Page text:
Image credit: sporkist, used under Creative Commons license.
When I wrote about Qantas Airlines' plan to make biojet fuel from food waste, I worried that there wouldn't be enough food waste to go around. It turns out I was wrong, in the short term at least. There's plenty of food waste—it's just that nobody seems to be able to collect it. It's been over a year since we posted about reports that GB£12 billion (about US$18 billion) of food waste is thrown in the trash every year in Britain alone—but things have not gotten much better. In fact, with government spending cuts hitting municipal recycling programs hard, it looks likely that the problem will get even worse.
In a survey of UK councils, the Independent newspaper has ascertained that less than half of local authorities collect food waste for composting or energy generation, resulting in the equivalent of ten stadiums full of food waste being needlessly disposed of every year. This valuable resource is currently being sent to landfill, or to inefficient and polluting incinerators:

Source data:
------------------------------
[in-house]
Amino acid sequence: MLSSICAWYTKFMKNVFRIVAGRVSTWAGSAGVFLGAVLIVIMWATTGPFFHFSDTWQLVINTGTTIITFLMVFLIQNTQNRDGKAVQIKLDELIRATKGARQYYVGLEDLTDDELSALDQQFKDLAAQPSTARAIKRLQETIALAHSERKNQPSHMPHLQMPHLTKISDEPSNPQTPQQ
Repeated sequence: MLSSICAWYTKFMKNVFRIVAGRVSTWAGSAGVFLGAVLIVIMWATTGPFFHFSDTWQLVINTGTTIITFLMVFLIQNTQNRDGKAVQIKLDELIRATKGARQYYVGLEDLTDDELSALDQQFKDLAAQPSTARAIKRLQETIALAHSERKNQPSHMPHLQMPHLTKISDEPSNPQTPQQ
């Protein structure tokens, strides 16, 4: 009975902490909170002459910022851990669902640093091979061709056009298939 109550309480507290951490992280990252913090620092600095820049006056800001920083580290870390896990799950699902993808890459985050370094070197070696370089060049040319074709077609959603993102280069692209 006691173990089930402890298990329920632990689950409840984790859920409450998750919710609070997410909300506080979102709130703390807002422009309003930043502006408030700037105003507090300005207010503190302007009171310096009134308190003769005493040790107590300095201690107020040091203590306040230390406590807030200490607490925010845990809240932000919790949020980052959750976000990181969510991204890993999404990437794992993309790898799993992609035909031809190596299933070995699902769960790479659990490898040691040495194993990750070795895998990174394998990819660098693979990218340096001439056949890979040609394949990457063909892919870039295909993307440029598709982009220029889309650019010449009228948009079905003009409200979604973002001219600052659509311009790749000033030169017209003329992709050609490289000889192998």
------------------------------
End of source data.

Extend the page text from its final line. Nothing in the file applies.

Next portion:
"Food waste that could be used for composting or to generate power is being sent for landfill or incineration. But there is growing opposition to the spread of a new generation of incinerators across the UK. More than 80 sites have been earmarked as part of a so-called "dash for ash", which could see the amount of household waste that is burnt more than double. Many councils also warn that public sector cutbacks mean they can no longer afford to implement rubbish separation and collection plans."
Yet with every local authority in Wales already collecting food waste separately for composting, it is clear that options are available. The next step will apparently be promoting anaerobic digestion as the environmentally preferred method of disposal.